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Gary Oldman got nicotine poisoning after smoking $20,000 worth of cigars while filming Churchill biopic

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Gary Oldman has confessed that during filming his Winston Churchill biopic, he had “serious nicotine poisoning” after consuming roughly $20,000 (£14,800) worth of cigars.

Churchill was seldom seen without a Romeo y Julieta Cuban cigar in his mouth, and Oldman was no different in his portrayal of the figure. He smoked 400 cigars over the 48-day shoot, which made him extremely sick.

Oldman told The Hollywood Reporter. “I got serious nicotine poisoning. You’d have a cigar that was three-quarters smoked and you’d light it up, and then over the course of a couple of takes, it would go down, and then the prop man would replenish me with a new cigar — we were doing that for 10 or 12 takes a scene.”

Director Wright, on the other hand, believed the cost was justified, adding, “It’s Winston Churchill. You can’t have Winston Churchill without a cigar.”

Gary Oldman stars as Winston Churchill.
Credit: Jack English / Focus Features

The creation of Gary Oldman’s prostheses, which was a less health-threatening component of his performance, was done with considerable care. After recalling a 15-year meeting with renowned prosthetics designer Kazuhiro Tsuji, Oldman felt Tsuji would be the man to turn him into Winston Churchill. One issue was that Tsuji had left the film industry some years ago, and it required some persuasion from Oldman, who claimed he wouldn’t perform the character if Tsuji couldn’t. “It was like Gary Oldman and Winston Churchill had a love child, and it wasn’t pretty,” Oldman said, joking about the unsuccessful earlier efforts at the prosthetics.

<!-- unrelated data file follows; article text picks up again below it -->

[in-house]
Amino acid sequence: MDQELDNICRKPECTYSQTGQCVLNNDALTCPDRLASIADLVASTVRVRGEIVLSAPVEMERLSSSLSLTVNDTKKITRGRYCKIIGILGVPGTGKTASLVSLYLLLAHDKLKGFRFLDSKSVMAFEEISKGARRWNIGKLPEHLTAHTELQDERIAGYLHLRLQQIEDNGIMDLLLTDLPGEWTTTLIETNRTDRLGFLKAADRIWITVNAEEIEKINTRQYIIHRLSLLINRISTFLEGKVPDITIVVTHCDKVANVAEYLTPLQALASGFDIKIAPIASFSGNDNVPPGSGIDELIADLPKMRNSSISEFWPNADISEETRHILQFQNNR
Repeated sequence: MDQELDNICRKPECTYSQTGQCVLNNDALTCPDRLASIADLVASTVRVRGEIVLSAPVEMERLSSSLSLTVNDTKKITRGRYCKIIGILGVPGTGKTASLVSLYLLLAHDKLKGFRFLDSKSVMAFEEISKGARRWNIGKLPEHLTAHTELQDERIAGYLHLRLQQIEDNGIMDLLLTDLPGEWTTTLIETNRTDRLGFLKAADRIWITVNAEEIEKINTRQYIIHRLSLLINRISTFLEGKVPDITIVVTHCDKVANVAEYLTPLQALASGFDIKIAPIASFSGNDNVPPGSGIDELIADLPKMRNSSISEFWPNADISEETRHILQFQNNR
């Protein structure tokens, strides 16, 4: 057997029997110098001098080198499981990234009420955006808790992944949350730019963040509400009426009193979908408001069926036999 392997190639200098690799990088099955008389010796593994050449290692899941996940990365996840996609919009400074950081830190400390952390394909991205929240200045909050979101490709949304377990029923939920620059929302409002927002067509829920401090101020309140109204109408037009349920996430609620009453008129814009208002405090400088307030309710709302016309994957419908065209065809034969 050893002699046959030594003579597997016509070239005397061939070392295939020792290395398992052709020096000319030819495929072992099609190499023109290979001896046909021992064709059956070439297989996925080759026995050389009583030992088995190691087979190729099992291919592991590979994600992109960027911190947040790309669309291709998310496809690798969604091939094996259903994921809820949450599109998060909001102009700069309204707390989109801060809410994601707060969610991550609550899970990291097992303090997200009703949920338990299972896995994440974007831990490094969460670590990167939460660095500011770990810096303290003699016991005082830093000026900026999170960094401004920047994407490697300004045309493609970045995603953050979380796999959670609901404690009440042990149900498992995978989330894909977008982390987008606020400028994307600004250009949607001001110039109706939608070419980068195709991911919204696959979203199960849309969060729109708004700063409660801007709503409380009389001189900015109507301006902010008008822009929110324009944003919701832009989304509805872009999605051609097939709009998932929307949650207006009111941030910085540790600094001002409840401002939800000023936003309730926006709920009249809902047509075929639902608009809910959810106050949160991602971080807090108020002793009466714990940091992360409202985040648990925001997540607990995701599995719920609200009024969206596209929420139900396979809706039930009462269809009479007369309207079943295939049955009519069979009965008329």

Kazuhiro Tsuji succeeded in creating an outfit that only weighted around 14 pounds at the end of the day, but it would still take close to 4 hours to get Gary Oldman into his body suit and face mask before each day, and 45 minutes to get him out.

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the film’s synopsis reads: “Within days of becoming Prime Minister of Great Britain, Winston Churchill must face one of his most turbulent and defining trials: exploring a negotiated peace treaty with Nazi Germany, or standing firm to fight for the ideals, liberty and freedom of a nation. As the unstoppable Nazi forces roll across Western Europe and the threat of invasion is imminent, and with an unprepared public, a skeptical king, and his own party plotting against him, Churchill must withstand his darkest hour, rally a nation, and attempt to change the course of world history.”

Darkest Hour is currently showing in cinemas.


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